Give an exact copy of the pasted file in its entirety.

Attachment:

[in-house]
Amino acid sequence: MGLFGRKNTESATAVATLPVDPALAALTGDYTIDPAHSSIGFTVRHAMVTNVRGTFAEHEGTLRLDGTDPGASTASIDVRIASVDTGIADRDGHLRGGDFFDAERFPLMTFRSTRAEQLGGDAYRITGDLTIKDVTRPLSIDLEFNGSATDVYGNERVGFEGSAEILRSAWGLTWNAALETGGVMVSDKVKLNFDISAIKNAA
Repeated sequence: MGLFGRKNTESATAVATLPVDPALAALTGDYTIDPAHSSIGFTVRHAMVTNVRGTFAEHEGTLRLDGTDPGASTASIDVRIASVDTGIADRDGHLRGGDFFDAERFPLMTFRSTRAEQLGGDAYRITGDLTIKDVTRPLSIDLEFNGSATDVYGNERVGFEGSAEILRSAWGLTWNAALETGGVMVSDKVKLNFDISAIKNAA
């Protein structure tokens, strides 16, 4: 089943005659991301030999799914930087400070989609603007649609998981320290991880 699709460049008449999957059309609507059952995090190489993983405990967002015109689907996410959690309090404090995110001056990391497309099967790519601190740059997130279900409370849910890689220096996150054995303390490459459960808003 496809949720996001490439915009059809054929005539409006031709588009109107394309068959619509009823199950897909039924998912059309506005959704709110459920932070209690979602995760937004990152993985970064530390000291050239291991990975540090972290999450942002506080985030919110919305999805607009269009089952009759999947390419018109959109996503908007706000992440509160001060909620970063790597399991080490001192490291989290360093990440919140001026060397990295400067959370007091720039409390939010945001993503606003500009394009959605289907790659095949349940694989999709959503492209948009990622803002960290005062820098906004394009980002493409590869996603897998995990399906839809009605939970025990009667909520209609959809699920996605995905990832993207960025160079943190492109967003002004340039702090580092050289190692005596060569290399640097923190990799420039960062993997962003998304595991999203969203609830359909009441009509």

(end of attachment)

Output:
[in-house]
Amino acid sequence: MGLFGRKNTESATAVATLPVDPALAALTGDYTIDPAHSSIGFTVRHAMVTNVRGTFAEHEGTLRLDGTDPGASTASIDVRIASVDTGIADRDGHLRGGDFFDAERFPLMTFRSTRAEQLGGDAYRITGDLTIKDVTRPLSIDLEFNGSATDVYGNERVGFEGSAEILRSAWGLTWNAALETGGVMVSDKVKLNFDISAIKNAA
Repeated sequence: MGLFGRKNTESATAVATLPVDPALAALTGDYTIDPAHSSIGFTVRHAMVTNVRGTFAEHEGTLRLDGTDPGASTASIDVRIASVDTGIADRDGHLRGGDFFDAERFPLMTFRSTRAEQLGGDAYRITGDLTIKDVTRPLSIDLEFNGSATDVYGNERVGFEGSAEILRSAWGLTWNAALETGGVMVSDKVKLNFDISAIKNAA
């Protein structure tokens, strides 16, 4: 089943005659991301030999799914930087400070989609603007649609998981320290991880 699709460049008449999957059309609507059952995090190489993983405990967002015109689907996410959690309090404090995110001056990391497309099967790519601190740059997130279900409370849910890689220096996150054995303390490459459960808003 496809949720996001490439915009059809054929005539409006031709588009109107394309068959619509009823199950897909039924998912059309506005959704709110459920932070209690979602995760937004990152993985970064530390000291050239291991990975540090972290999450942002506080985030919110919305999805607009269009089952009759999947390419018109959109996503908007706000992440509160001060909620970063790597399991080490001192490291989290360093990440919140001026060397990295400067959370007091720039409390939010945001993503606003500009394009959605289907790659095949349940694989999709959503492209948009990622803002960290005062820098906004394009980002493409590869996603897998995990399906839809009605939970025990009667909520209609959809699920996605995905990832993207960025160079943190492109967003002004340039702090580092050289190692005596060569290399640097923190990799420039960062993997962003998304595991999203969203609830359909009441009509």